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Some small and medium business owners believe their size and revenue makes them an unlikely target of fraud. Why would a scammer go after a small fish when there are bigger, more lucrative ones in the pond?
The reality is that fraud can impact any business, regardless of size. In fact, smaller businesses often lack the protective resources that large enterprises benefit from, as the Australian Competition and Consumer Commission explains. Sophisticated scammers have a way of identifying and exploiting these weak points.
Be honest. Is there a business security measure you know you should strengthen, but haven’t because you’ve dismissed your business as an unlikely target of fraud? Before you take any other steps toward preventing business fraud, take the time to recognise that it’s a real, serious problem for businesses of all sizes.
Scammers commonly take advantage of time-sensitive processes to pressure a victim and force a quick action. A fraudster may pretend to be a government authority, a supplier, or even the business owner themselves. The key to a scam’s success is getting an employee or owner to move quickly, without much time to think on the consequences of their actions.
Distraction is another tactic used by scammers, who take advantage of a situation that causes business owners to be preoccupied. In February 2020, for example, there was a spike in scam reports as fraudsters attempted to cash in on the chaos of the COVID-19 pandemic.
A clear set of rules will help ensure that proper checks are in place, even when your staff are distracted. Keep reading for three simple suggestions.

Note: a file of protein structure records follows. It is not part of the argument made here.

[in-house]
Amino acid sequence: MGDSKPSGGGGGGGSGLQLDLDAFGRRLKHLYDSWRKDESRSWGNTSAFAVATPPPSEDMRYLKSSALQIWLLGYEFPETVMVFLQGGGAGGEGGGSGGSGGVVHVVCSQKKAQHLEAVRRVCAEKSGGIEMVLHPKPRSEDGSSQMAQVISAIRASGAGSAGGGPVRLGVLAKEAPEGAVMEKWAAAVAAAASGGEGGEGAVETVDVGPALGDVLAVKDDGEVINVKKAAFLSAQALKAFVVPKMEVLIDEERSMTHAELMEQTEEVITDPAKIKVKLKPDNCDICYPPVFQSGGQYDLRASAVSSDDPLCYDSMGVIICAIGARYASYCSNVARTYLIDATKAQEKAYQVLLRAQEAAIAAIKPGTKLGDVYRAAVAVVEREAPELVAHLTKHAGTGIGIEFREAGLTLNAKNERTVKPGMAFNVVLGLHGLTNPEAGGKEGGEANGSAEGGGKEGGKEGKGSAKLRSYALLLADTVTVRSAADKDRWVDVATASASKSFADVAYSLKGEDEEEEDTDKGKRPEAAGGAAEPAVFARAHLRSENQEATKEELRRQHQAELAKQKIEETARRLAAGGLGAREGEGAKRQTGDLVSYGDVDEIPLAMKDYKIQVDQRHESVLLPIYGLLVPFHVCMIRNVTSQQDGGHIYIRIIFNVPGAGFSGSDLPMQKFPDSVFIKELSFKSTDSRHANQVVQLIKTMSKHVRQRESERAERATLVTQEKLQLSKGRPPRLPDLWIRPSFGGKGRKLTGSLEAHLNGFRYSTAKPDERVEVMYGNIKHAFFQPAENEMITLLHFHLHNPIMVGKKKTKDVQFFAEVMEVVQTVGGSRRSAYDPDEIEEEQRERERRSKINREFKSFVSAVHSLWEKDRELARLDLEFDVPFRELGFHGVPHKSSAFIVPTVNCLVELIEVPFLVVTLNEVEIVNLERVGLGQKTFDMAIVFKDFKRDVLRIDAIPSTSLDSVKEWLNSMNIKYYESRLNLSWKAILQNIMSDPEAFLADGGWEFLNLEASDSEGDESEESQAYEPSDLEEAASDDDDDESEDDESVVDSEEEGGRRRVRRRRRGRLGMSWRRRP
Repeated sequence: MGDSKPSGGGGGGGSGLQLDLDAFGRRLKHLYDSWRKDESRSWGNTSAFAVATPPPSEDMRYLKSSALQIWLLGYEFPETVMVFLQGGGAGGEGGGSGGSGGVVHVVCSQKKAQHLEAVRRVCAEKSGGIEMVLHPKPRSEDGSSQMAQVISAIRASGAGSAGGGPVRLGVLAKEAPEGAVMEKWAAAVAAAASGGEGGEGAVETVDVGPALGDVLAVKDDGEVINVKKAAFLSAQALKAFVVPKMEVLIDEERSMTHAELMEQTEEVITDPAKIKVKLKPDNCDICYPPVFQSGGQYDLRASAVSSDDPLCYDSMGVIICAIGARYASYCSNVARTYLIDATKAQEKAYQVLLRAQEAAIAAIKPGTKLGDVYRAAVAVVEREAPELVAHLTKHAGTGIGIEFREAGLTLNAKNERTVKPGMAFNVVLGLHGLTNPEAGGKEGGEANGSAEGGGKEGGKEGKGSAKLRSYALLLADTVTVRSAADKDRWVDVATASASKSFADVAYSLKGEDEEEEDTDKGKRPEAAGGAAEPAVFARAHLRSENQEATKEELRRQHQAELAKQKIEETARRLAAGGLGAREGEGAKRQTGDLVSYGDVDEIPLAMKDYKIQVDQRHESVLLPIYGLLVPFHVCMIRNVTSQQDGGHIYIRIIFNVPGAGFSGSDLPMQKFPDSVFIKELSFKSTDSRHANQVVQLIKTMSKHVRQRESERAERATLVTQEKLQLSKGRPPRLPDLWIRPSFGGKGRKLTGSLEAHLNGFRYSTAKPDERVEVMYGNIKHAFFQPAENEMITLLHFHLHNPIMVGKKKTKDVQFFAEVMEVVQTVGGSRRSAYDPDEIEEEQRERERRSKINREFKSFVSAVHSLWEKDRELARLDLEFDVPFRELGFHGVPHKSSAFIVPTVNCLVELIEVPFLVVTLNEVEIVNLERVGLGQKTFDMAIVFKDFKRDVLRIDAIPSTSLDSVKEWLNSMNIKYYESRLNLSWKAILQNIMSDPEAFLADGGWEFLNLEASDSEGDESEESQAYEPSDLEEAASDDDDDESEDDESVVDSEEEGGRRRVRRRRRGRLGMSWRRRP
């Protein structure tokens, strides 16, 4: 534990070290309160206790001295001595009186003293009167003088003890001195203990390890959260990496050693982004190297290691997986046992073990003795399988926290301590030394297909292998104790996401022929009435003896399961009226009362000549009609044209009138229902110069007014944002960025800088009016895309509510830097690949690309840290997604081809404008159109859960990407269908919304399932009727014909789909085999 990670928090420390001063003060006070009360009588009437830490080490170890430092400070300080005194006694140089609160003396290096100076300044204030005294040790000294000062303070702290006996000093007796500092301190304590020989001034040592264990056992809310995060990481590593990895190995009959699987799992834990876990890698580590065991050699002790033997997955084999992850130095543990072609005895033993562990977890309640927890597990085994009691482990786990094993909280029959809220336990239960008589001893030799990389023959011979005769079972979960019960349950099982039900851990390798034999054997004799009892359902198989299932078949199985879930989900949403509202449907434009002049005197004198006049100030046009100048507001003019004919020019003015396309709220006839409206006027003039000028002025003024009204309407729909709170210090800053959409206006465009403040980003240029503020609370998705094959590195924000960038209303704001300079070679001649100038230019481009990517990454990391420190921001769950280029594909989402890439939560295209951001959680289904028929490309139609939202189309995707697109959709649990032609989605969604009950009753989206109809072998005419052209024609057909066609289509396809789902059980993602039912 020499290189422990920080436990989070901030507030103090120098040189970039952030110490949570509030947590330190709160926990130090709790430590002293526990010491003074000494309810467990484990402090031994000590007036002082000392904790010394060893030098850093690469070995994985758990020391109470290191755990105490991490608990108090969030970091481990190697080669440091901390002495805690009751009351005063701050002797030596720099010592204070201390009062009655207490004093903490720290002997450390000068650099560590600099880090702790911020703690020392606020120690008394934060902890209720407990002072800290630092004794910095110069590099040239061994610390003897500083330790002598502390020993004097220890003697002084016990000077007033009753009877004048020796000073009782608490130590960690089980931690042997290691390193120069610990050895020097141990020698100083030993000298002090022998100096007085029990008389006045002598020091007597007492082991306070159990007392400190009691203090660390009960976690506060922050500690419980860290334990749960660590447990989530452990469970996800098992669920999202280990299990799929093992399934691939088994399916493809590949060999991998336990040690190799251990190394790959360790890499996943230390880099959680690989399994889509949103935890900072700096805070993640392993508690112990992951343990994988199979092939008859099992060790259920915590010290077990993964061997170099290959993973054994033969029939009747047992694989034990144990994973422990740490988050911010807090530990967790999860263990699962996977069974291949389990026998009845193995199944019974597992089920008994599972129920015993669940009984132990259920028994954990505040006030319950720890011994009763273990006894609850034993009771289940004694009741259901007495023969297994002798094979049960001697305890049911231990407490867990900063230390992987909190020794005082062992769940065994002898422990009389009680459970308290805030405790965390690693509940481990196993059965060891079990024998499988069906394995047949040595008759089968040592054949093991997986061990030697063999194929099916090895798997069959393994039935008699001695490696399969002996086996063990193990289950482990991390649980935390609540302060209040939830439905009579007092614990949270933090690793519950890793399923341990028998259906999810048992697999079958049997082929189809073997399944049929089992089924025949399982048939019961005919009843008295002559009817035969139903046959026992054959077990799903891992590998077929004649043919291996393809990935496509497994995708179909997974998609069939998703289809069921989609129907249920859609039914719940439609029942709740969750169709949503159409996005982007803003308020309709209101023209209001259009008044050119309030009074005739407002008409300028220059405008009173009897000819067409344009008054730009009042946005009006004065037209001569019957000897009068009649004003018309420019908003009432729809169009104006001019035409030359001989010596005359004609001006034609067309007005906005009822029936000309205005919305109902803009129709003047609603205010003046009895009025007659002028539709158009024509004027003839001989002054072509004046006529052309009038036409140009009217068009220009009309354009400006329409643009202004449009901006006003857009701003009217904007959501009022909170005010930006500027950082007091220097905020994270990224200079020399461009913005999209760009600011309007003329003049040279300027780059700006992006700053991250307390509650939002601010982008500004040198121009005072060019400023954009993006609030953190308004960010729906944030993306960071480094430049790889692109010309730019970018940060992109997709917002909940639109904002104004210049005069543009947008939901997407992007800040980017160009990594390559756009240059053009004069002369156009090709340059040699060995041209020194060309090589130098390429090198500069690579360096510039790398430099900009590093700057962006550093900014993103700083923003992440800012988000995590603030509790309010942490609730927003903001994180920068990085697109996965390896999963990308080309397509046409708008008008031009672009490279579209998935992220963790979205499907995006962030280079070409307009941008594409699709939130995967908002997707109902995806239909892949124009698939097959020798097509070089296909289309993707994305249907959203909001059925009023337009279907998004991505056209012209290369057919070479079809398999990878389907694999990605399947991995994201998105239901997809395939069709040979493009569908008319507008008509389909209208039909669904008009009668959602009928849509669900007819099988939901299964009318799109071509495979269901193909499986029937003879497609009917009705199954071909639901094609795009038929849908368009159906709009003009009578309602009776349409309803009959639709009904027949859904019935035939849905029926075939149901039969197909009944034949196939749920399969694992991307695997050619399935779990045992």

Everyone who works in your business should be on high alert when it comes to fraud, but not everyone should be involved in the disbursement of funds.
Junior employees should be taught about the risks of fraudulent return of goods and counterfeit money, as well as how to spot business identity theft, email scams, and the like. However, it’s up to you to delegate the tasks of reconciling payments, processing refunds, paying invoices, and other disbursements to more experienced staff.
The less people capable of accessing and paying out business funds, the less potential for a scammer to succeed.
Make it clear to all staff that no one should immediately respond to a demand made for payment, information, or access to your systems, especially when it arrives in the form of an unsolicited phone call or email. Tell your staff to discuss the issue with yourself, their manager, or a supervisor before taking action.
To confirm if the request or demand is real, use the contact information you have on hand. If you suspect the phone or email address on the demand for payment has been tampered with, look up the organisation’s public contact details.
Scams often imitate a person or group familiar to you and your staff. A common tactic involves the impersonation of a company owner and a request for a fund transfer or gift card purchase, Scamwatch explained.
Remind everyone to follow the above advice: confirm that the person calling or emailing is really who they say they are, in a way the fraudster can’t manipulate. Do they feel there is something fishy going on? Teach staff to look for the small signs of potential imitation in a phone call, email or other type of message. Examples include:
The ramifications for a business targeted by fraud can be monumental.
Every day, you deal with sales receipts, bank deposits, invoices, purchase orders, and more. Document everything. You’ll have something to look back on as a means of verifying transactions, and give yourself and your senior staff the opportunity to identify anomalies and potentially stop fraud as it’s occurring.
Proper documentation is one of the best ways to prevent business fraud.
As a business owner, you or a trusted staff member should regularly review finances, access logs for any digital systems that store sensitive information, and similarly important resources. Set aside time to run regular – but random – audits. If you run your audits to a schedule, scammers may catch wind of your timeline.
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